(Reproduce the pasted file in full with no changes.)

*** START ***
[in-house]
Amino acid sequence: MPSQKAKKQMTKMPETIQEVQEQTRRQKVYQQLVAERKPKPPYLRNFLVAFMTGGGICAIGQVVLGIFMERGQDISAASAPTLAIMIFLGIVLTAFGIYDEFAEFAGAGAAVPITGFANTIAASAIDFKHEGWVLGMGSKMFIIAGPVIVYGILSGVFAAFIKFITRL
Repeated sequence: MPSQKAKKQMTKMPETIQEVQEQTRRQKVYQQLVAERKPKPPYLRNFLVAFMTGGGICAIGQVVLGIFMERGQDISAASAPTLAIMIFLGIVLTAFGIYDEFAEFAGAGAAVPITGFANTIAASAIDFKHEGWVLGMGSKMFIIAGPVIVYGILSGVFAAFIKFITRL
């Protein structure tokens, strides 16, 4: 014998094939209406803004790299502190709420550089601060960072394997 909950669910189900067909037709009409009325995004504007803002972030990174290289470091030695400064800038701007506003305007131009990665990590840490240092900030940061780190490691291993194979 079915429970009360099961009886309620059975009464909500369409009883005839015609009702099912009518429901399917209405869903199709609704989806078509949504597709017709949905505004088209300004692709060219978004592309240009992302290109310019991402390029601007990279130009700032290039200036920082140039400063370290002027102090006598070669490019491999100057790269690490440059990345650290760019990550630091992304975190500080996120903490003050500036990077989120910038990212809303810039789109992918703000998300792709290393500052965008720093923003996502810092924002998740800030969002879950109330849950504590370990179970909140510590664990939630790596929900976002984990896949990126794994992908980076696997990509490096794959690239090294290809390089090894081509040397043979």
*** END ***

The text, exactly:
[in-house]
Amino acid sequence: MPSQKAKKQMTKMPETIQEVQEQTRRQKVYQQLVAERKPKPPYLRNFLVAFMTGGGICAIGQVVLGIFMERGQDISAASAPTLAIMIFLGIVLTAFGIYDEFAEFAGAGAAVPITGFANTIAASAIDFKHEGWVLGMGSKMFIIAGPVIVYGILSGVFAAFIKFITRL
Repeated sequence: MPSQKAKKQMTKMPETIQEVQEQTRRQKVYQQLVAERKPKPPYLRNFLVAFMTGGGICAIGQVVLGIFMERGQDISAASAPTLAIMIFLGIVLTAFGIYDEFAEFAGAGAAVPITGFANTIAASAIDFKHEGWVLGMGSKMFIIAGPVIVYGILSGVFAAFIKFITRL
């Protein structure tokens, strides 16, 4: 014998094939209406803004790299502190709420550089601060960072394997 909950669910189900067909037709009409009325995004504007803002972030990174290289470091030695400064800038701007506003305007131009990665990590840490240092900030940061780190490691291993194979 079915429970009360099961009886309620059975009464909500369409009883005839015609009702099912009518429901399917209405869903199709609704989806078509949504597709017709949905505004088209300004692709060219978004592309240009992302290109310019991402390029601007990279130009700032290039200036920082140039400063370290002027102090006598070669490019491999100057790269690490440059990345650290760019990550630091992304975190500080996120903490003050500036990077989120910038990212809303810039789109992918703000998300792709290393500052965008720093923003996502810092924002998740800030969002879950109330849950504590370990179970909140510590664990939630790596929900976002984990896949990126794994992908980076696997990509490096794959690239090294290809390089090894081509040397043979």